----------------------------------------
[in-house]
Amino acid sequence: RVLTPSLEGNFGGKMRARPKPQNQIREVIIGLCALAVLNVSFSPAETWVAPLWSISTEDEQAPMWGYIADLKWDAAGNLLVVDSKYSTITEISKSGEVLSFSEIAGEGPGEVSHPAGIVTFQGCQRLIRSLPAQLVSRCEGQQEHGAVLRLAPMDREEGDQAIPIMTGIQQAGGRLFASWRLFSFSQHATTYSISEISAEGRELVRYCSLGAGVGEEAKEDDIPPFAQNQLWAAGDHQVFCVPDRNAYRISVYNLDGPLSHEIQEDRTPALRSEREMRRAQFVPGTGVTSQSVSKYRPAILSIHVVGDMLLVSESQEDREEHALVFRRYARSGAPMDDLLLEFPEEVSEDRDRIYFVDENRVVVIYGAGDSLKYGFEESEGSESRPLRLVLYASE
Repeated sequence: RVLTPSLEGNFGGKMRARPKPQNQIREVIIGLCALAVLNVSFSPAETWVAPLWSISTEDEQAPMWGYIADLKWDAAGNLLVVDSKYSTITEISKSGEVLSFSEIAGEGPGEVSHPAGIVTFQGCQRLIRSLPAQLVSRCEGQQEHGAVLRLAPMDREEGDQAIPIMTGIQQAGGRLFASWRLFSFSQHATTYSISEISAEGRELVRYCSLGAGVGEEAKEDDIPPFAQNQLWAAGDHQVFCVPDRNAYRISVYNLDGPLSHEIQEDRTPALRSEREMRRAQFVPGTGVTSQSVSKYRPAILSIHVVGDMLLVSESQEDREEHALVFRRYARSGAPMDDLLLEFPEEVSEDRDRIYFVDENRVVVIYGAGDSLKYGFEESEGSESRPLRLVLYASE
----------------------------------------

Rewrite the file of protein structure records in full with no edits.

[in-house]
Amino acid sequence: RVLTPSLEGNFGGKMRARPKPQNQIREVIIGLCALAVLNVSFSPAETWVAPLWSISTEDEQAPMWGYIADLKWDAAGNLLVVDSKYSTITEISKSGEVLSFSEIAGEGPGEVSHPAGIVTFQGCQRLIRSLPAQLVSRCEGQQEHGAVLRLAPMDREEGDQAIPIMTGIQQAGGRLFASWRLFSFSQHATTYSISEISAEGRELVRYCSLGAGVGEEAKEDDIPPFAQNQLWAAGDHQVFCVPDRNAYRISVYNLDGPLSHEIQEDRTPALRSEREMRRAQFVPGTGVTSQSVSKYRPAILSIHVVGDMLLVSESQEDREEHALVFRRYARSGAPMDDLLLEFPEEVSEDRDRIYFVDENRVVVIYGAGDSLKYGFEESEGSESRPLRLVLYASE
Repeated sequence: RVLTPSLEGNFGGKMRARPKPQNQIREVIIGLCALAVLNVSFSPAETWVAPLWSISTEDEQAPMWGYIADLKWDAAGNLLVVDSKYSTITEISKSGEVLSFSEIAGEGPGEVSHPAGIVTFQGCQRLIRSLPAQLVSRCEGQQEHGAVLRLAPMDREEGDQAIPIMTGIQQAGGRLFASWRLFSFSQHATTYSISEISAEGRELVRYCSLGAGVGEEAKEDDIPPFAQNQLWAAGDHQVFCVPDRNAYRISVYNLDGPLSHEIQEDRTPALRSEREMRRAQFVPGTGVTSQSVSKYRPAILSIHVVGDMLLVSESQEDREEHALVFRRYARSGAPMDDLLLEFPEEVSEDRDRIYFVDENRVVVIYGAGDSLKYGFEESEGSESRPLRLVLYASE